What could happen if a public transit agency invited a popular local artist into one of its busiest bus stations on a Monday and offered said artist the opportunity to paint the entire station in an array of colors? When I asked artist Ashley Mary to do that a couple months ago, I didn’t quite know the answer to that question, but I had a hunch that it would be really, really fun. For our customers, for residents in the Uptown neighborhood, for fans of Ashley Mary’s work and for visitors to the area, too.

And it was. On Monday, Oct. 22, I arrived first thing in the morning at Metro Transit’s Uptown Transit Station to begin laying drop cloths and placing painter’s tape inside the customer waiting area that would serve as Ashley’s canvas for the day. Ashley arrived not long after with a bubbly enthusiasm and several crates full of acrylic paints representing just about every color under the sun. It was clear the name we chose for this project, “Color Pop Bus Stop” was perfect as she painted bright yellow ovals along the back wall, neon pink stripes right in front surrounded by green squiggles, bright red leaf shapes over on the side and tangerine swirls and circles throughout.

From dawn until dusk, Ashley danced around the station and painted nonstop, only pausing occasionally to smile for a photo with a rider or fan. The reactions from those who visited the station throughout the day were priceless.

“I love that your work is going to be in my neighborhood,” said Zoe Hazlett, an Uptown resident and Ashley Mary fan who came by via skateboard to watch for several hours as the piece took shape.

“Today is my lucky day!” exclaimed one rider who stopped by in the afternoon for the celebration portion of the event, during which we handed out free ride coupons and hot chocolate.

Several people from the arts community came by and expressed appreciation for our showcasing a local artist in such a unique way. The project was also a natural draw for children. One mother waiting for the bus with her young son had to hightail it after him as she noticed he was running excitedly into the station to get a better view.

Color Pop Bus Stop is Ashley’s first public-facing mural, which is one of the aspects that initially attracted her to the project. It’s also her first piece that offers viewers a 360-degree experience, as the mural covers all four sides of the customer waiting area at the station.

“I couldn’t have asked for a better day,” said Ashley. “Sun was out, so many kind strangers and friends came by, the energy was so, so right.”

This is the third in a series of annual Metro Transit temporary public art installations I’ve led that have each had very colorful themes, which is one reason I specifically sought out Ashley Mary for this year’s project. You might remember last year’s “We Are Metro Transit” installation at Government Plaza Station or the “Yarn Bus” project from 2016. The idea behind each of these projects has been rooted in bringing happiness to our customers through colorful, fun, engaging and (of course) Instagram-worthy art brought to you by local artists.

The Color Pop Bus Stop installation will be in place at Uptown Transit Station through February of 2019, on the southbound side of Hennepin Avenue. Riders and visitors to the station are encouraged to take photos or videos of the mural and post them on social media using the hashtag #ColorPopBusStop for a chance to win prizes from Metro Transit and Ashley Mary. Fun tip: You can catch a great view of the installation from below if you’re on the Midtown Greenway bike path just west of Hennepin Avenue.  

My hope for the Color Pop Bus Stop installation is that it will bring a little bit of joy into the lives of those who experience it, especially as we head into the grey, cold days of winter. Maybe it will spark a fun conversation between two customers waiting for their bus who wouldn’t have looked up from their phones otherwise. Maybe it will inspire someone to take the bus for the first time and experience their city in a new way. Maybe it will become a child’s favorite part of the day as they wait for the bus with mom or dad.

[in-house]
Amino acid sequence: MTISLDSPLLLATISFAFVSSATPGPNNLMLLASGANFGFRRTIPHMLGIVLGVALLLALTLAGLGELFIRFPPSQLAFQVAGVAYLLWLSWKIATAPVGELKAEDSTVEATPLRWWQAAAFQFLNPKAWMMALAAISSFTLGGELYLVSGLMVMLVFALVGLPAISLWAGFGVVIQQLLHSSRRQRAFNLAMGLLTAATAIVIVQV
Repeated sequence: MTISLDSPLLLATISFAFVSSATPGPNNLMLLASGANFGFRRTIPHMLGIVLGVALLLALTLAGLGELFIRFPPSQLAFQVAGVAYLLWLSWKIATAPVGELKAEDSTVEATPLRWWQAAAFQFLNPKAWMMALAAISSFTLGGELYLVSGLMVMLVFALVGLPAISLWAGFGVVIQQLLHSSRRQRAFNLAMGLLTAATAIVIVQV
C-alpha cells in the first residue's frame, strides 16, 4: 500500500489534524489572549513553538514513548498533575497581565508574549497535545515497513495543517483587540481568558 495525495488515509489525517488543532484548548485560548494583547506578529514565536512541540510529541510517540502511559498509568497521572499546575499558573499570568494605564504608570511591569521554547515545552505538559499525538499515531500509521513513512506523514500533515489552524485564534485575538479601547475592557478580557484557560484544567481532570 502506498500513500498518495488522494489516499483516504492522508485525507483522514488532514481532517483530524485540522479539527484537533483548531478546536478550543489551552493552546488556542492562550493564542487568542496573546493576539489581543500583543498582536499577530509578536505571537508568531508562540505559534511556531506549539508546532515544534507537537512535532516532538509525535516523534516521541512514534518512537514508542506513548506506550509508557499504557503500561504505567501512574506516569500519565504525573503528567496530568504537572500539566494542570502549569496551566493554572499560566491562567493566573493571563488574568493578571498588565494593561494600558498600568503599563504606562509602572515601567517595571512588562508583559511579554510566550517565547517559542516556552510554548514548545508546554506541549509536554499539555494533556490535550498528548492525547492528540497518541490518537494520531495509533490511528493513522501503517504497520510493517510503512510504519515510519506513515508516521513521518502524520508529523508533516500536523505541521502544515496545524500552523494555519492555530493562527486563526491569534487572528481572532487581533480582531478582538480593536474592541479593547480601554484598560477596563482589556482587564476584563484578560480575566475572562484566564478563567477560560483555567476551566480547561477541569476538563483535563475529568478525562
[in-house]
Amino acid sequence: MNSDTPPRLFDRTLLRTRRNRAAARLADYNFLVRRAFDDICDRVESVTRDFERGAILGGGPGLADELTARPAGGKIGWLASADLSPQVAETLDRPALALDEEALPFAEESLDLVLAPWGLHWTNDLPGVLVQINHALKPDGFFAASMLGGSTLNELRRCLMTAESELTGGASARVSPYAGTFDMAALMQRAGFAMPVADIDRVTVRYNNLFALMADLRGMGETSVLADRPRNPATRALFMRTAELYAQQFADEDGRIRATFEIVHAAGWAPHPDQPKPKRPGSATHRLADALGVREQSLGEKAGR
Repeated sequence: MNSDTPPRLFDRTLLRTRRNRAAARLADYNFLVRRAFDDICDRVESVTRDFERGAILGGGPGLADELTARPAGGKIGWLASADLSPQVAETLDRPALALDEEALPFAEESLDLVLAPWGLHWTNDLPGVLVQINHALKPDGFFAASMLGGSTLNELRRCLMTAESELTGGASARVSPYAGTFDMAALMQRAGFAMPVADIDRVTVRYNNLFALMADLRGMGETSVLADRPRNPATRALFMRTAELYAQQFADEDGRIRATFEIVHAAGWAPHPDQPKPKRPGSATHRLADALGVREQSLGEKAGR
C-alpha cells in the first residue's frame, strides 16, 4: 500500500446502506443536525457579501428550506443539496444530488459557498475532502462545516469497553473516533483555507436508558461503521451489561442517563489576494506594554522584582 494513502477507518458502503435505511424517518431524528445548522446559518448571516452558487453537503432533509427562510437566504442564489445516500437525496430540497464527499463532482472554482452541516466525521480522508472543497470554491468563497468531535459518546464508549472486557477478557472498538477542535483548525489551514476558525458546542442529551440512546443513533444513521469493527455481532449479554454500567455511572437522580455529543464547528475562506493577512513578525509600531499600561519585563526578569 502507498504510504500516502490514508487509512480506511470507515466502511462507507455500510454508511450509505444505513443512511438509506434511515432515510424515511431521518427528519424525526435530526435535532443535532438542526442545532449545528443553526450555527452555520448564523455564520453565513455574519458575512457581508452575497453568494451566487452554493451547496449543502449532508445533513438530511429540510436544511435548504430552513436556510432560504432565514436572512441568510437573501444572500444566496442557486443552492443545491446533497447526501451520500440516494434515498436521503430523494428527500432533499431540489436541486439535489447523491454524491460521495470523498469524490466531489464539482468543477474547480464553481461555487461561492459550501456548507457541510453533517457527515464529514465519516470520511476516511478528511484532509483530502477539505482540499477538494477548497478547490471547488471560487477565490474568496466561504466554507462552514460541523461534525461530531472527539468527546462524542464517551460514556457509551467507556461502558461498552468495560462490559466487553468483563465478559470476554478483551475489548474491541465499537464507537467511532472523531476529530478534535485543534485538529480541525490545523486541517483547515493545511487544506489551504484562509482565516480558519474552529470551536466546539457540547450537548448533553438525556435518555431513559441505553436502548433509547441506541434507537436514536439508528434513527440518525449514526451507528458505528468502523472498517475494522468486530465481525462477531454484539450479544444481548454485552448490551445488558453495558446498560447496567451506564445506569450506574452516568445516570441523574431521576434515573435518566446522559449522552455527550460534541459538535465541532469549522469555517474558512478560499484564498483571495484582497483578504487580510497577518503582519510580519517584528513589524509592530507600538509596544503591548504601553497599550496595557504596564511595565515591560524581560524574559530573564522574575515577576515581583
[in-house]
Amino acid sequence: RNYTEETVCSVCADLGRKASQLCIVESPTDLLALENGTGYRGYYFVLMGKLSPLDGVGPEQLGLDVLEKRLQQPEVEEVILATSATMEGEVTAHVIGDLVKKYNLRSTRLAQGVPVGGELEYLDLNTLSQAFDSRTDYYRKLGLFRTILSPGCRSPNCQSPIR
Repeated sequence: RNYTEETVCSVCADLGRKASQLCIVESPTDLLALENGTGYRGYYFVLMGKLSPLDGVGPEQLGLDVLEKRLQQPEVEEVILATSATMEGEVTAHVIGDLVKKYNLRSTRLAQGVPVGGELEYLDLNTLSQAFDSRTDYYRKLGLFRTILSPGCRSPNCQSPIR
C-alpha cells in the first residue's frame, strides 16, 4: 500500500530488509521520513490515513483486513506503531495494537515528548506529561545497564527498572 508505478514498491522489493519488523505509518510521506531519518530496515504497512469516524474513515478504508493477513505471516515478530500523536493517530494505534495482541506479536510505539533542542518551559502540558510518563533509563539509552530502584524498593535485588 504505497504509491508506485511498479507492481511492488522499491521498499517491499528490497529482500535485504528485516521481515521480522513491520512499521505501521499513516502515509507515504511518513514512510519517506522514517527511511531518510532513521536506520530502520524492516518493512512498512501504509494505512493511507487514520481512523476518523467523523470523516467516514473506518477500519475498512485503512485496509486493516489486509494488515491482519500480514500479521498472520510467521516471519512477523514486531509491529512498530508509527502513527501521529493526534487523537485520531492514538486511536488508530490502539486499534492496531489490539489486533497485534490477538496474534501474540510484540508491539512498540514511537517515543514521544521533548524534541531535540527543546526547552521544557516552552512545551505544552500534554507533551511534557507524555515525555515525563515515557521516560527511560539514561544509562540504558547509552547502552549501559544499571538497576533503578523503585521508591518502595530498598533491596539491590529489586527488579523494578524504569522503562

I know from hanging out at Color Pop Bus Stop all day Monday that so far, it’s on track to do its intended job.

“’Happiness’ is the one word I would use to describe this,” said one rider as he looked into the station with a smile on his face near the end of the installation Monday evening.

Column by Kathy Graul, Metro Transit Social Media Strategist 

Color Pop Bus Stop

On Off The Clock

On/Off the Clock with Samantha Wicks 

Posted by John Komarek | Wednesday, October 24, 2018 1:16:00 PM

Name: Samantha Wicks
Lives: Saint Paul
Job: Mechanic-Technician, East Metro Garage
Years of Service: 2

How did you come to work at Metro Transit and what do you do?

I was in South Korea serving in the Air Force as a mechanic. My term of service was coming to an end, so I scoured the Internet for another mechanic job. I found MetroTransit had openings and applied.

Currently, I’m a general-purpose mechanic at East Garage. On any given day I can be doing anything from shocks and bellows, troubleshooting DINEX modules, road calls, or covering bay service. Every day is different.

Where are you from originally? Tell us a little bit about your background.

I’m from Anoka, MN. I went to college for law enforcement but found that most positions required prior military experience and was a highly competitive job market for those with that experience. In the meantime, I started towing and became fascinated by how vehicles work. I wasn’t inclined to take out more loans for college, so I decided to join the Air Force as a special vehicle mechanic. During active duty, I went to college part-time and earned my Associates of Science in Vehicle Maintenance. During my service, I lived in California, Texas, North Carolina, and South Korea.

What is your favorite part about working for Metro Transit?

My fellow mechanics. I work with some real awesome guys and we have some great supervision/management. Morale is important in any working environment and we manage to get the job done and have fun while we do it.

What are your favorite activities when you’re working or “On the Clock”?

As a general-purpose mechanic, I love that every day is different. Every service job I’m called on requires me to put on a different hat to solve the issue. It requires not only skill, but ingenuity. Also, while I work, I love “punishing” the guys at my neighboring hoists with my “horrible taste” in music. It’s fun to razz each other on the job in good fun. It’s great for morale.

What are your favorite activities when you’re not working or “Off the Clock”?

As one of the few female mechanics not only at MetroTransit, but in the state, I do what I can to help empower women. As one of the few female mechanics at Metro Transit, I know what it’s like to be looked at differently. Women are just as capable as men to do hands-on technical work and I hope I can inspire other women. Outside of my job, I enjoy teaching women how to do technical jobs and to be self-reliant.

This October, I’ll be teaching a clinic for women about how to install a spare tire in West Saint Paul.